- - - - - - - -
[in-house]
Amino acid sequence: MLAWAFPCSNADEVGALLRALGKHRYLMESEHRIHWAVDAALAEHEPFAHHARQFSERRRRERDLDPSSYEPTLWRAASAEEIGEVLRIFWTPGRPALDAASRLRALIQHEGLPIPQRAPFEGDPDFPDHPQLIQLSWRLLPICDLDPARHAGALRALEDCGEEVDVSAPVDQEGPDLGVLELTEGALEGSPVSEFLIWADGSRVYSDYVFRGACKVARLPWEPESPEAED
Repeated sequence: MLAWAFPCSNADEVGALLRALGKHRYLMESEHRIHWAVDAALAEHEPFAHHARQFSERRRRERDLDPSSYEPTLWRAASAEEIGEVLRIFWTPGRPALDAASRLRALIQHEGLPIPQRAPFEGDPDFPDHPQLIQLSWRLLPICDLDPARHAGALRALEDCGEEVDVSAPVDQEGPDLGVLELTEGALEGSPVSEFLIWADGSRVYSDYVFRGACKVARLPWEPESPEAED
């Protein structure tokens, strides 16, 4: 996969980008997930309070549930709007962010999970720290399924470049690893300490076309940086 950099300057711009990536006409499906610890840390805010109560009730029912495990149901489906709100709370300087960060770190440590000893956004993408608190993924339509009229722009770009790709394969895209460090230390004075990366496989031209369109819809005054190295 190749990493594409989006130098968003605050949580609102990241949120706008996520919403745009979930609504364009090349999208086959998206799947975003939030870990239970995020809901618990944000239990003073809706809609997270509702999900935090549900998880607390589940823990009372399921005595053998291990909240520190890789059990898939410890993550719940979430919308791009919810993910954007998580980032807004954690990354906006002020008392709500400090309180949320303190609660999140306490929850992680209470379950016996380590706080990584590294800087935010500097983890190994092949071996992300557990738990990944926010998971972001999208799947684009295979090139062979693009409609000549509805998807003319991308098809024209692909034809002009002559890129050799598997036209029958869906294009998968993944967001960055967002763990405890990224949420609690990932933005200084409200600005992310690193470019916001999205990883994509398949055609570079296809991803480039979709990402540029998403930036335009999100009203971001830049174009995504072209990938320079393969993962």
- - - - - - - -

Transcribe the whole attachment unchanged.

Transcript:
[in-house]
Amino acid sequence: MLAWAFPCSNADEVGALLRALGKHRYLMESEHRIHWAVDAALAEHEPFAHHARQFSERRRRERDLDPSSYEPTLWRAASAEEIGEVLRIFWTPGRPALDAASRLRALIQHEGLPIPQRAPFEGDPDFPDHPQLIQLSWRLLPICDLDPARHAGALRALEDCGEEVDVSAPVDQEGPDLGVLELTEGALEGSPVSEFLIWADGSRVYSDYVFRGACKVARLPWEPESPEAED
Repeated sequence: MLAWAFPCSNADEVGALLRALGKHRYLMESEHRIHWAVDAALAEHEPFAHHARQFSERRRRERDLDPSSYEPTLWRAASAEEIGEVLRIFWTPGRPALDAASRLRALIQHEGLPIPQRAPFEGDPDFPDHPQLIQLSWRLLPICDLDPARHAGALRALEDCGEEVDVSAPVDQEGPDLGVLELTEGALEGSPVSEFLIWADGSRVYSDYVFRGACKVARLPWEPESPEAED
């Protein structure tokens, strides 16, 4: 996969980008997930309070549930709007962010999970720290399924470049690893300490076309940086 950099300057711009990536006409499906610890840390805010109560009730029912495990149901489906709100709370300087960060770190440590000893956004993408608190993924339509009229722009770009790709394969895209460090230390004075990366496989031209369109819809005054190295 190749990493594409989006130098968003605050949580609102990241949120706008996520919403745009979930609504364009090349999208086959998206799947975003939030870990239970995020809901618990944000239990003073809706809609997270509702999900935090549900998880607390589940823990009372399921005595053998291990909240520190890789059990898939410890993550719940979430919308791009919810993910954007998580980032807004954690990354906006002020008392709500400090309180949320303190609660999140306490929850992680209470379950016996380590706080990584590294800087935010500097983890190994092949071996992300557990738990990944926010998971972001999208799947684009295979090139062979693009409609000549509805998807003319991308098809024209692909034809002009002559890129050799598997036209029958869906294009998968993944967001960055967002763990405890990224949420609690990932933005200084409200600005992310690193470019916001999205990883994509398949055609570079296809991803480039979709990402540029998403930036335009999100009203971001830049174009995504072209990938320079393969993962």